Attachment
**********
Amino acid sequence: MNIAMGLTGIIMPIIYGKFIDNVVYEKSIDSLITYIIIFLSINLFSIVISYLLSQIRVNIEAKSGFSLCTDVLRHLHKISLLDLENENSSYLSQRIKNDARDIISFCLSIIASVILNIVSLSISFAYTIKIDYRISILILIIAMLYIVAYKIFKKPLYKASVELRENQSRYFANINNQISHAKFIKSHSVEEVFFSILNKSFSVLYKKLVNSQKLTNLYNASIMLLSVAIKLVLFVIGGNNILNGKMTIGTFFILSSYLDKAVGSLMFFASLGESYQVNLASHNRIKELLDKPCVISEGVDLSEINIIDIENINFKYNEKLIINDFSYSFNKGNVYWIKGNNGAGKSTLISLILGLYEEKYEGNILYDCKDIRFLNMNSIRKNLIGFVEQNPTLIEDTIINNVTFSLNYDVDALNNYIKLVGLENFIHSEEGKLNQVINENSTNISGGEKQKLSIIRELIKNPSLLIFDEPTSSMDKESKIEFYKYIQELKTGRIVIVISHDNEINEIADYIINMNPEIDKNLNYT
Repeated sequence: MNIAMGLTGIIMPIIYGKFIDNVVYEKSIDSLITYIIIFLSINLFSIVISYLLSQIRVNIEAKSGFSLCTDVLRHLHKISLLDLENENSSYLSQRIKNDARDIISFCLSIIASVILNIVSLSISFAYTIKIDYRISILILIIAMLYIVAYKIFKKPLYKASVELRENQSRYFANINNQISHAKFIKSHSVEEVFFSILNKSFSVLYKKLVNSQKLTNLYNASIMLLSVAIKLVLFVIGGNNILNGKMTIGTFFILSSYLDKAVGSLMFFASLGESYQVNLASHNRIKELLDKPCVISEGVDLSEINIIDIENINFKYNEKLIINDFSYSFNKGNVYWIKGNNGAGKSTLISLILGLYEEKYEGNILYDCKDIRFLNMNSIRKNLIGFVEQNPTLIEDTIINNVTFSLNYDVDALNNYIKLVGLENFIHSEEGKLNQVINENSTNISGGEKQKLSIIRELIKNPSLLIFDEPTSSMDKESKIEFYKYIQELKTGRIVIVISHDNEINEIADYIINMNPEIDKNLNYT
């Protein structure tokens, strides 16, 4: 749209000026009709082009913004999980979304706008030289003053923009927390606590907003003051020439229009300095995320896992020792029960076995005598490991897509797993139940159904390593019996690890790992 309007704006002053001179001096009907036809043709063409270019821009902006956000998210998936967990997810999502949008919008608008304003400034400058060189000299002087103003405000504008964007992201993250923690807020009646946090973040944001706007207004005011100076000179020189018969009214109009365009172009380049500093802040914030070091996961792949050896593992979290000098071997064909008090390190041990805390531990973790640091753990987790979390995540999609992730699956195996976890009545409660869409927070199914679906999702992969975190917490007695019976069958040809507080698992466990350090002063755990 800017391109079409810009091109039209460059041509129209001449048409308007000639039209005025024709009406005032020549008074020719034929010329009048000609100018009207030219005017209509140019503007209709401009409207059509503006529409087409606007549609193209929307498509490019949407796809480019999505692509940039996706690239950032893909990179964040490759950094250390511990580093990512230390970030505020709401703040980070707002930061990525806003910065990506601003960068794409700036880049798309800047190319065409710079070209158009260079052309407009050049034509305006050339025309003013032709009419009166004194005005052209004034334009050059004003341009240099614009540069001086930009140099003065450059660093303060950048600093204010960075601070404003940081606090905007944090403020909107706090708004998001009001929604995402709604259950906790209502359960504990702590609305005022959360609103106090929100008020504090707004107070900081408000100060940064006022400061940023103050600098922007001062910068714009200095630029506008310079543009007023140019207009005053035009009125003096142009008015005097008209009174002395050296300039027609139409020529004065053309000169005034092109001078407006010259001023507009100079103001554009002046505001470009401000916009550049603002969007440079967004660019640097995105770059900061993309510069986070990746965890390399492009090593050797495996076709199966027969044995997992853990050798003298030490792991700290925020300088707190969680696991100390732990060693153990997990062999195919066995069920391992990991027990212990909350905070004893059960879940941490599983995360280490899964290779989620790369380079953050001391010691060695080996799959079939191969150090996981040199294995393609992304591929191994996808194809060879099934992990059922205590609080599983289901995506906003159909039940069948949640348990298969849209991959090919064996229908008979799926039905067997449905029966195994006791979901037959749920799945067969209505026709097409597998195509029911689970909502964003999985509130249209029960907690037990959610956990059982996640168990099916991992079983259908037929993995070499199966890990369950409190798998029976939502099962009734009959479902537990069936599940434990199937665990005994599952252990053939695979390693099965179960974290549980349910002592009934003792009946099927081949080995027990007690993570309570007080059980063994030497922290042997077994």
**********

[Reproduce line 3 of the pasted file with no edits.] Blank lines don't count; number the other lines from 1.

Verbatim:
């Protein structure tokens, strides 16, 4: 749209000026009709082009913004999980979304706008030289003053923009927390606590907003003051020439229009300095995320896992020792029960076995005598490991897509797993139940159904390593019996690890790992 309007704006002053001179001096009907036809043709063409270019821009902006956000998210998936967990997810999502949008919008608008304003400034400058060189000299002087103003405000504008964007992201993250923690807020009646946090973040944001706007207004005011100076000179020189018969009214109009365009172009380049500093802040914030070091996961792949050896593992979290000098071997064909008090390190041990805390531990973790640091753990987790979390995540999609992730699956195996976890009545409660869409927070199914679906999702992969975190917490007695019976069958040809507080698992466990350090002063755990 800017391109079409810009091109039209460059041509129209001449048409308007000639039209005025024709009406005032020549008074020719034929010329009048000609100018009207030219005017209509140019503007209709401009409207059509503006529409087409606007549609193209929307498509490019949407796809480019999505692509940039996706690239950032893909990179964040490759950094250390511990580093990512230390970030505020709401703040980070707002930061990525806003910065990506601003960068794409700036880049798309800047190319065409710079070209158009260079052309407009050049034509305006050339025309003013032709009419009166004194005005052209004034334009050059004003341009240099614009540069001086930009140099003065450059660093303060950048600093204010960075601070404003940081606090905007944090403020909107706090708004998001009001929604995402709604259950906790209502359960504990702590609305005022959360609103106090929100008020504090707004107070900081408000100060940064006022400061940023103050600098922007001062910068714009200095630029506008310079543009007023140019207009005053035009009125003096142009008015005097008209009174002395050296300039027609139409020529004065053309000169005034092109001078407006010259001023507009100079103001554009002046505001470009401000916009550049603002969007440079967004660019640097995105770059900061993309510069986070990746965890390399492009090593050797495996076709199966027969044995997992853990050798003298030490792991700290925020300088707190969680696991100390732990060693153990997990062999195919066995069920391992990991027990212990909350905070004893059960879940941490599983995360280490899964290779989620790369380079953050001391010691060695080996799959079939191969150090996981040199294995393609992304591929191994996808194809060879099934992990059922205590609080599983289901995506906003159909039940069948949640348990298969849209991959090919064996229908008979799926039905067997449905029966195994006791979901037959749920799945067969209505026709097409597998195509029911689970909502964003999985509130249209029960907690037990959610956990059982996640168990099916991992079983259908037929993995070499199966890990369950409190798998029976939502099962009734009959479902537990069936599940434990199937665990005994599952252990053939695979390693099965179960974290549980349910002592009934003792009946099927081949080995027990007690993570309570007080059980063994030497922290042997077994």